Fewer being ticketed by police in Florida

FHP bucks trend, handing out slightly more

TALLAHASSEE, Fla. - Like to drive fast?

Don't have time to stop for school buses letting off students?

Consider a yellow light to be as good as a green when passing through an intersection?

You may be in the right state.

The latest statistics from the Florida Department of Highway Safety and Motor Vehicles show police wrote about 5 percent fewer traffic tickets last year than they did in 2011.

An exception was the Florida Highway Patrol. State troopers handed out 513,180 non-criminal moving violations last year, about 1 percent more than in 2011.

Non-criminal moving violations include infractions such as speeding, making improper turns, and running red lights.

The reason for more FHP activity could be more fiscal support. Gov. Rick Scott has proposed an additional $2 million in state funding for the patrol next year. Included in the governor's budget, which is expected to be finalized later this week with the end of the regular legislative session, is $6.9 million to replace aging FHP vehicles.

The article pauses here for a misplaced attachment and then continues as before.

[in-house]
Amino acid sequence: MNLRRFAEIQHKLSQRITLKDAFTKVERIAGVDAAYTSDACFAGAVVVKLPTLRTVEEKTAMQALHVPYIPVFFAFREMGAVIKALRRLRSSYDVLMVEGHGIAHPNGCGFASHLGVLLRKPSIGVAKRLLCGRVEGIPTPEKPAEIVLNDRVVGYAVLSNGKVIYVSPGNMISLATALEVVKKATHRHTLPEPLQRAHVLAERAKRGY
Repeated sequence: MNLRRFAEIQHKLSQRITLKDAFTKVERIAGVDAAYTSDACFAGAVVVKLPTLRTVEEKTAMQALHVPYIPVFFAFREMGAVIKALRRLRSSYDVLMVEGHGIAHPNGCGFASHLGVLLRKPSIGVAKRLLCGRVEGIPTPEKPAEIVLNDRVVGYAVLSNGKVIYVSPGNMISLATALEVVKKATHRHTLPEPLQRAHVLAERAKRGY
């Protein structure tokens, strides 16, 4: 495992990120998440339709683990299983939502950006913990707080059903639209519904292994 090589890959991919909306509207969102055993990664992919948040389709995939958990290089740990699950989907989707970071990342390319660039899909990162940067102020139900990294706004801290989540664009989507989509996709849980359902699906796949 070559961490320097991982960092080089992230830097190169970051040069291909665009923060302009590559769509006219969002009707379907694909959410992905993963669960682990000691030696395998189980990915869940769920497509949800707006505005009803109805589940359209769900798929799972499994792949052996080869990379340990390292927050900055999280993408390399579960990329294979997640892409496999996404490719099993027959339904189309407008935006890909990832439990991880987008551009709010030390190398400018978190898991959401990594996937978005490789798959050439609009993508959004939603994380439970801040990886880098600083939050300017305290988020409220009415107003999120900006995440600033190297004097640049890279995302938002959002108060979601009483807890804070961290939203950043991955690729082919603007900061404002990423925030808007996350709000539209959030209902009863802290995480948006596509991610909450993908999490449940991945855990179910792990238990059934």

“Governor Scott’s budget proposal reflects his strong commitment to public safety as well as his support of the work of the men and women of the Florida Highway Patrol,” Steven Barnett, chairman of the Florida Highway Patrol Advisory Council, is quoted in a Scott news release issued when the governor's budget was unveiled earlier this year.

Could law enforcement personnel soon be writing even fewer tickets in Florida?

Last week, the state Senate voted 27-11 to permit the Florida Department of Transportation to raise the speed limit from 70 mph to 75 mph on about 1,500 miles of interstates and toll roads.

Whether some Florida legislators will do a better job of obeying speed limits and other traffic laws remains to be seen. 

Coming up Monday at 11, Contact 5 Investigators reveal the list of Florida's Leadfoot Lawmakers.